Have a ‘Ball’ with Fitness
January 18, 2013
(Second in two-part series)
Last week stability balls and medicine balls were featured as effective fitness tools which challenge your core, develop kinesthetic awareness, and improve power, stability, mobility and strength. Mini balls, self-myofascial release balls and BOSU Ballast balls will be highlighted this week which add another dimension to training with balls. As we did previously, safety and effectiveness tips will be provided so that you experience all of the benefits that ball training may offer. As always, prior to beginning any exercise program, please consult your physician.
While there are dvd’s and other instructional videos on-line demonstrating use of these balls, it is an excellent idea to seek out a certified/qualified trainer specifically trained and experienced utilizing this type of training tool with a varied and diverse clientele. As mentioned last week, ball training is not for everyone.
Mini balls are smaller than a stability ball and lighter than a medicine ball. Consequently, the uses will be quite different. Mini balls are small, pliable balls approximately 8-12 inches in diameter which are utilized for many core exercises (i.e. supine reverse curls with the ball compressed between the feet/knees, supine flexion/extension/rotations; lateral flexion; plank variations, etc.). The ball creates stability challenge in some exercises, both for the core in general and a concentration on stabilization of the pelvis, and may improve range of motion increasing muscle engagement in others.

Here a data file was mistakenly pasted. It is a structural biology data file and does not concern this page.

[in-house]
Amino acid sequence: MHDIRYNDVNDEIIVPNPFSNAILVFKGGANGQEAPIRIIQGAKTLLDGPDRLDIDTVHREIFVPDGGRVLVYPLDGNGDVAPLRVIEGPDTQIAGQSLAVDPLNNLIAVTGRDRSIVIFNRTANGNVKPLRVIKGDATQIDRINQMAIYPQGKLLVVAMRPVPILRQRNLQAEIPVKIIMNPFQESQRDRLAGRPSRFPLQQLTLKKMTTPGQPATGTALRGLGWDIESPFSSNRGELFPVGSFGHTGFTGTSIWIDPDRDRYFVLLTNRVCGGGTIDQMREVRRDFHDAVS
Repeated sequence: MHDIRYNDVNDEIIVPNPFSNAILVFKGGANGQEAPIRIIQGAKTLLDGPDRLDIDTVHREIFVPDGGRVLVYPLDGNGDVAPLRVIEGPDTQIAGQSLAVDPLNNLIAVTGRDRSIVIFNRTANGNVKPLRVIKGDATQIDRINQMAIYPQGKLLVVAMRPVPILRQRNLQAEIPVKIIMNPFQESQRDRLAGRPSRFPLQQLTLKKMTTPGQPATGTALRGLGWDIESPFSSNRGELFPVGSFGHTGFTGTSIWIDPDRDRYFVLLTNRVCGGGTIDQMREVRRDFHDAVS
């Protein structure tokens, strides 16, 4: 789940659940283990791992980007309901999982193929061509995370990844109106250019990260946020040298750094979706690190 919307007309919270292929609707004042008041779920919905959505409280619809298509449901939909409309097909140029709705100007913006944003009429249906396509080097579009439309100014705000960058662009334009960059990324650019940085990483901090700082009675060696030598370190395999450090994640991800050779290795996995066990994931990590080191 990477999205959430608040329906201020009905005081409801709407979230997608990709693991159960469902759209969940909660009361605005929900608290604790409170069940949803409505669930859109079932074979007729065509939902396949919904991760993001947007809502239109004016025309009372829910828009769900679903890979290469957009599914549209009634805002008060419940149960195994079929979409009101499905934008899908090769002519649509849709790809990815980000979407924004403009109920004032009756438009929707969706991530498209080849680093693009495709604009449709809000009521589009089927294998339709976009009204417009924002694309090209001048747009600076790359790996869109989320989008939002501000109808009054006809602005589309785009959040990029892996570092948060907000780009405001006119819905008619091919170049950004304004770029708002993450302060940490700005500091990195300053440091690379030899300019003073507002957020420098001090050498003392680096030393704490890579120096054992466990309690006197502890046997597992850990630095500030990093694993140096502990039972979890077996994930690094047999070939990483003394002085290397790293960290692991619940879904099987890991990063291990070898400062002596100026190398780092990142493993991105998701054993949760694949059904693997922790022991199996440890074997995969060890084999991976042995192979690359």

-Safety/Effectiveness – mini balls should be well inflated, cleaned and cared for following the manufacturer’s instructions. Clients with cervical/lumbar spine/serious stability limitations may not be candidates for mini ball use.
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Self-Myofascial Release (SMR) Balls
SMR balls are utilized for self-myofascial release. Similar to using a foam roller, these balls may provide a little more accessibility to certain body parts than a foam roller (i.e. use in addition to a foam roller). Ball sizes usually range from 6-8 inches; however, there are some smaller and larger. Some have small nodules on the surface of the ball to provide greater stimulation and some are harder, and less pliable to prevent crushing.
-Safety/Effectiveness – SMR balls should be well inflated, cleaned and cared for following the manufacturer’s instructions. These balls are not for everyone (i.e. some with fibromyalgia may not be candidates) and do require instruction to utilize safely/effectively.
BOSU Ballast Ball
The BOSU Ballast ball is a unique ball which looks at first glance like any other stability ball. And, while it may be utilized as a stability ball due to the MDL material (i.e. sort of like sand), that is encapsulated within the ball creating greater load, these balls have many other uses. Many multi-planar exercises may be performed with the ball adding additional challenge for the core. Also, since the ball is weighted, when you put it down, it does not roll away.
-Safety/Effectiveness – BOSU Ballast balls should be well inflated, cleaned and cared for following the manufacturer’s instructions. These balls require a different inflation mechanism than traditional stability balls, consequently, you will want to watch the set up dvd prior to attempting inflation or use. Since the balls are currently one size (i.e. approximately 55cm), some taller clients many not be able to sit on the ball due to the inappropriate hip/knee joint angle.
Jackie Wright is the owner/manager of Never Summer Fitness, LLC located in Grand Lake, Colorado. She may be reached at her website at http://www.neversummerfitness.com, her email at NSFGL@comcast.net , her blog at http://www.skyhidailynews.com and her Facebook page at Never Summer Fitness.
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